As I have already mentioned, Book Week Scotland brought me all sorts of invitations to visit primary schools recently. Two of those schools were in Linlithgow, a lovely town half-way between Glasgow and Edinburgh. It has a distinctive church with a spiky metal spire, and next to that is a medieval palace! I always see these two impressive buildings from the train as I pass, but it’s a rare treat to be able to stop and have a look around.

This handsome and distinctive building is St Michael's Church.

This handsome and distinctive building is St Michael’s Church.

St Michael’s Church dates from the 15th century and is the largest surviving late Medieval  “burgh kirk” in Scotland. The aluminium spire replaces a stone crown similar to the one atop St Giles Cathedral in Edinburgh, and it wasn’t universally popular with the locals when it was added in 1964.

Linlithgow palace

Next to St Michael’s is Linlithgow Palace, the birthplace of Scottish King James V and his daughter Mary, Queen of Scots. It is also a late Medieval building and stands in beautiful grounds. A fire destroyed the roof of the palace and the interiors in 1746. The palace is open to the public and the “peel” or park surrounding it runs down to the shores of Linlithgow Loch, where you can go sailing in summer.

Linlithgow Loch in summer.

Linlithgow Loch in summer.

Doesn’t it look inviting? Sadly, it wasn’t looking quite so pretty in December. I’ll just have to make another trip when it gets warm again!

Mary Queen of Scots

Just along from the palace on the High Street is the Annet House Museum, where a bronze statue of Mary, Queen of Scots stands in the terraced garden. The High Street has lots of historic buildings, including Annet House which was built in 1787 as a wealthy merchant’s family home.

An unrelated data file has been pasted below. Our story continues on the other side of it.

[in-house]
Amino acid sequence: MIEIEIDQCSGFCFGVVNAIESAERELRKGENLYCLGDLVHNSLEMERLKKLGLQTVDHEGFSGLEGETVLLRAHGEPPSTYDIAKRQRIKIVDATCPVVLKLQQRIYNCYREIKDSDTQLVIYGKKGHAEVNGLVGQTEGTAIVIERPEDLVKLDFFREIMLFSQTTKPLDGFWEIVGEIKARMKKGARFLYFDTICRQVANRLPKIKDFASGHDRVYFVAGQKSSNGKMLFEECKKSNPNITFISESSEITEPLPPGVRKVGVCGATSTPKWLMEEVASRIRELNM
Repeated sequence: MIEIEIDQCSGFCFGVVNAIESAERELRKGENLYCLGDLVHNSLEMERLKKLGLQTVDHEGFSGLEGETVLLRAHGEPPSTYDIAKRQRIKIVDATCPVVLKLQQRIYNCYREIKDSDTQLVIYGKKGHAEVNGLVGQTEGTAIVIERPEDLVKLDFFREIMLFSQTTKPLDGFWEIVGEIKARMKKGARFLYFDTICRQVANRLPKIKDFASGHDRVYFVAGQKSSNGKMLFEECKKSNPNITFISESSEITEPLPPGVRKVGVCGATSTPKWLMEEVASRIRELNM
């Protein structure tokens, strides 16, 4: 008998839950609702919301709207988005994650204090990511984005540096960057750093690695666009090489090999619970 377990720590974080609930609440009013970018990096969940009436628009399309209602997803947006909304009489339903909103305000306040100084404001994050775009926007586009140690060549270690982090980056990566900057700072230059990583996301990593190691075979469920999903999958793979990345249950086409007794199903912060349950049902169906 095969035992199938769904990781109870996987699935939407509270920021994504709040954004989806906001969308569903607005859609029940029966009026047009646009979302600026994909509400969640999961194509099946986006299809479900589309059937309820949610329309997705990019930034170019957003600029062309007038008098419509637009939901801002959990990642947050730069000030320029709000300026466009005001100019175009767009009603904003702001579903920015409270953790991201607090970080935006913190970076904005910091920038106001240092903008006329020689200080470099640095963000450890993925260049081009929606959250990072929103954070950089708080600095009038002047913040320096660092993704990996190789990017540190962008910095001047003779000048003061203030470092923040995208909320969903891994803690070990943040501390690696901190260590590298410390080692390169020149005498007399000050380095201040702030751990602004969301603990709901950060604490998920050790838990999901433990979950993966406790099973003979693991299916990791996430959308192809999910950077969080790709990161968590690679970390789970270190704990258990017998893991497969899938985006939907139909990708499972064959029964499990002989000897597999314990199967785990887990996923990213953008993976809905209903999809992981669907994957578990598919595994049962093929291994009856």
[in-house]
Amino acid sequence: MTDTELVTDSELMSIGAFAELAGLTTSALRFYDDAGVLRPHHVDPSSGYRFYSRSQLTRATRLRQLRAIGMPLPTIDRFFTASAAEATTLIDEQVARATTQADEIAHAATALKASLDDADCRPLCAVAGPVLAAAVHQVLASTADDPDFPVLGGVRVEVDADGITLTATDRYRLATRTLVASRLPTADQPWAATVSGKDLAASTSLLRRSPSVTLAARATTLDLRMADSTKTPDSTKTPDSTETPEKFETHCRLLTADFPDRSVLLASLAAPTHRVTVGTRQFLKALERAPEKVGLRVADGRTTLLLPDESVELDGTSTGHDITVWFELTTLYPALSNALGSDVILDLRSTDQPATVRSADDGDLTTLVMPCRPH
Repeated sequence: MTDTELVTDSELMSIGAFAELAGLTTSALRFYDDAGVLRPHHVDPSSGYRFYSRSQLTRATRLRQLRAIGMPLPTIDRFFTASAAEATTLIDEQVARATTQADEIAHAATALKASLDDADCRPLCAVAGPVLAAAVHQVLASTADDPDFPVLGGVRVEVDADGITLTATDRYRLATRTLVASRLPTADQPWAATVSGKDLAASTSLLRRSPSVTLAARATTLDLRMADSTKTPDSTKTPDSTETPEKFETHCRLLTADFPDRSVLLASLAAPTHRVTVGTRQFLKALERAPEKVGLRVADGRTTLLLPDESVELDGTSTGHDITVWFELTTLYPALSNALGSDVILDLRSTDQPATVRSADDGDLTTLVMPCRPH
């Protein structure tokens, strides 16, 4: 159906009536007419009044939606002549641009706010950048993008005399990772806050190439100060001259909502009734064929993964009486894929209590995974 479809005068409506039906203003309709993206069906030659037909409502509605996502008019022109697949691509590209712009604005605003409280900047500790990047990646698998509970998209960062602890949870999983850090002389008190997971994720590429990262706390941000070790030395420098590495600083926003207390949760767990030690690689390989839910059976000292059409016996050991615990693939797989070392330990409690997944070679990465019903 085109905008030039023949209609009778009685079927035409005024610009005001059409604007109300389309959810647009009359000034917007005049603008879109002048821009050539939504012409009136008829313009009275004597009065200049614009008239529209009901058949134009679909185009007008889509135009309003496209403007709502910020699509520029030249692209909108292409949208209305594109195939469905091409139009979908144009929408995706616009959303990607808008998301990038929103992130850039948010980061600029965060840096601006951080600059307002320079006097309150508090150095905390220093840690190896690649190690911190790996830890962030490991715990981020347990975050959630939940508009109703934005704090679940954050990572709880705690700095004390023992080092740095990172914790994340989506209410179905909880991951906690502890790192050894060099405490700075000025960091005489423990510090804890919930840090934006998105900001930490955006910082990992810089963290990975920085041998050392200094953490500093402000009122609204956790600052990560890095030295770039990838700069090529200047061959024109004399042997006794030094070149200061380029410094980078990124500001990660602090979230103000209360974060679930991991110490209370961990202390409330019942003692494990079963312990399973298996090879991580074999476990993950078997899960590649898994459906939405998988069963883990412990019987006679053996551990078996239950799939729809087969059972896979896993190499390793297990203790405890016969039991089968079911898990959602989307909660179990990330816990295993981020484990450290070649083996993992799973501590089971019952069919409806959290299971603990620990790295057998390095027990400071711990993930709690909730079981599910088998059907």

Madding Crowd logo

When I arrived in Linlithgow for a recent school visit I walked down from the train station to the High Street. My first port of call was a lovely bookshop called Far from the Madding Crowd (named after a Thomas Hardy novel). Its owner, Jill Pattle, showed me all around the shop (full of beautiful crafts as well as books) and we went downstairs to the children’s section where I signed a beam on the ceiling with a gold pen! She has asked lots of children’s authors to do the same, so I felt very important!

Low Port Primary

Next we went to Low Port Primary School, which is an impressive Victorian building that used to be a senior grammar school. It has pointy turrets and handsome stonework, making it seem very like something out of Harry Potter! I was ushered to a modern addition at the back of the school which looks out onto Linlithgow Loch. There in a big, comfortable classroom I read stories to 62 pupils (P2 and P3) and then shared some videos of Pink the Musical on their interactive white board. By the end, they were singing along!

I’ve now visited Low Port, Linlithgow Bridge and Springfield Primary Schools, and they are all fantastic! Many thanks to Jill for suggesting me for Book Week Scotland this year. It’s been an absolute pleasure and I hope to be back in Linlithgow before too long!